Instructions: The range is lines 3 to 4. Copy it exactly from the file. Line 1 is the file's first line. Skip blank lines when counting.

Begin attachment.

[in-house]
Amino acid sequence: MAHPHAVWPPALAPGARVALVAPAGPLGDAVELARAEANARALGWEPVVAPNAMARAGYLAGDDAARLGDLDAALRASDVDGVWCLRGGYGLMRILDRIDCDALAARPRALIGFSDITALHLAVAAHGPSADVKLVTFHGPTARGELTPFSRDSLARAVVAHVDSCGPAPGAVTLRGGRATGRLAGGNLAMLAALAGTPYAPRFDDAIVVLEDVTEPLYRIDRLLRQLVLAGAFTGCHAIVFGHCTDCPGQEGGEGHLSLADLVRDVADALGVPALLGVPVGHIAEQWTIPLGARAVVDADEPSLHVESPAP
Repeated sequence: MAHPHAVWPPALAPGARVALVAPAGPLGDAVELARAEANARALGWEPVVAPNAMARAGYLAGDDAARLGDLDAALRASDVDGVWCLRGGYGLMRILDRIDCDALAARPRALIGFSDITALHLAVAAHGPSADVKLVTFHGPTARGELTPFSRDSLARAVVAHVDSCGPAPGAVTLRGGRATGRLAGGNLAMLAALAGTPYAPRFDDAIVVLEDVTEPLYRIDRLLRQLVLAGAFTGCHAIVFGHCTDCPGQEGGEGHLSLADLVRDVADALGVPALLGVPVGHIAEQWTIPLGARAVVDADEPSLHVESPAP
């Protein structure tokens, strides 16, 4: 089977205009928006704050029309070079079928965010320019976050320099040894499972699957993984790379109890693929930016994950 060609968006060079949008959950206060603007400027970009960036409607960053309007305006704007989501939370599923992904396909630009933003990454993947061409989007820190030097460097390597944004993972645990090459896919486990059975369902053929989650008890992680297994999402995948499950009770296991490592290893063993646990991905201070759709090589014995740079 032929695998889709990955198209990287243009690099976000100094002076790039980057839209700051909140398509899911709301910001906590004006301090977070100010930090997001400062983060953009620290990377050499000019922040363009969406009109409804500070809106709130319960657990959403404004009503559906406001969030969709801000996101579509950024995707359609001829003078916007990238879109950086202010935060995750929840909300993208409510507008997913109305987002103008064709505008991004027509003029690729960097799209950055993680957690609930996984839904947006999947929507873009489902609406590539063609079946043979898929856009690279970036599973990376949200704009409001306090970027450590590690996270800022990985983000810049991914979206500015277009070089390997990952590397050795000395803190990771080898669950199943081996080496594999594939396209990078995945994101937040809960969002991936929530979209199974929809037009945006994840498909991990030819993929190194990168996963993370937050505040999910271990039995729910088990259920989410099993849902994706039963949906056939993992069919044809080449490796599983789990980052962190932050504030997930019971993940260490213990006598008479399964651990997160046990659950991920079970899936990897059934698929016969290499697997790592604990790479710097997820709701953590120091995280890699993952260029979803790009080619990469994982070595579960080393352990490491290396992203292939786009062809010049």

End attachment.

Repeated sequence: MAHPHAVWPPALAPGARVALVAPAGPLGDAVELARAEANARALGWEPVVAPNAMARAGYLAGDDAARLGDLDAALRASDVDGVWCLRGGYGLMRILDRIDCDALAARPRALIGFSDITALHLAVAAHGPSADVKLVTFHGPTARGELTPFSRDSLARAVVAHVDSCGPAPGAVTLRGGRATGRLAGGNLAMLAALAGTPYAPRFDDAIVVLEDVTEPLYRIDRLLRQLVLAGAFTGCHAIVFGHCTDCPGQEGGEGHLSLADLVRDVADALGVPALLGVPVGHIAEQWTIPLGARAVVDADEPSLHVESPAP
């Protein structure tokens, strides 16, 4: 089977205009928006704050029309070079079928965010320019976050320099040894499972699957993984790379109890693929930016994950 060609968006060079949008959950206060603007400027970009960036409607960053309007305006704007989501939370599923992904396909630009933003990454993947061409989007820190030097460097390597944004993972645990090459896919486990059975369902053929989650008890992680297994999402995948499950009770296991490592290893063993646990991905201070759709090589014995740079 032929695998889709990955198209990287243009690099976000100094002076790039980057839209700051909140398509899911709301910001906590004006301090977070100010930090997001400062983060953009620290990377050499000019922040363009969406009109409804500070809106709130319960657990959403404004009503559906406001969030969709801000996101579509950024995707359609001829003078916007990238879109950086202010935060995750929840909300993208409510507008997913109305987002103008064709505008991004027509003029690729960097799209950055993680957690609930996984839904947006999947929507873009489902609406590539063609079946043979898929856009690279970036599973990376949200704009409001306090970027450590590690996270800022990985983000810049991914979206500015277009070089390997990952590397050795000395803190990771080898669950199943081996080496594999594939396209990078995945994101937040809960969002991936929530979209199974929809037009945006994840498909991990030819993929190194990168996963993370937050505040999910271990039995729910088990259920989410099993849902994706039963949906056939993992069919044809080449490796599983789990980052962190932050504030997930019971993940260490213990006598008479399964651990997160046990659950991920079970899936990897059934698929016969290499697997790592604990790479710097997820709701953590120091995280890699993952260029979803790009080619990469994982070595579960080393352990490491290396992203292939786009062809010049």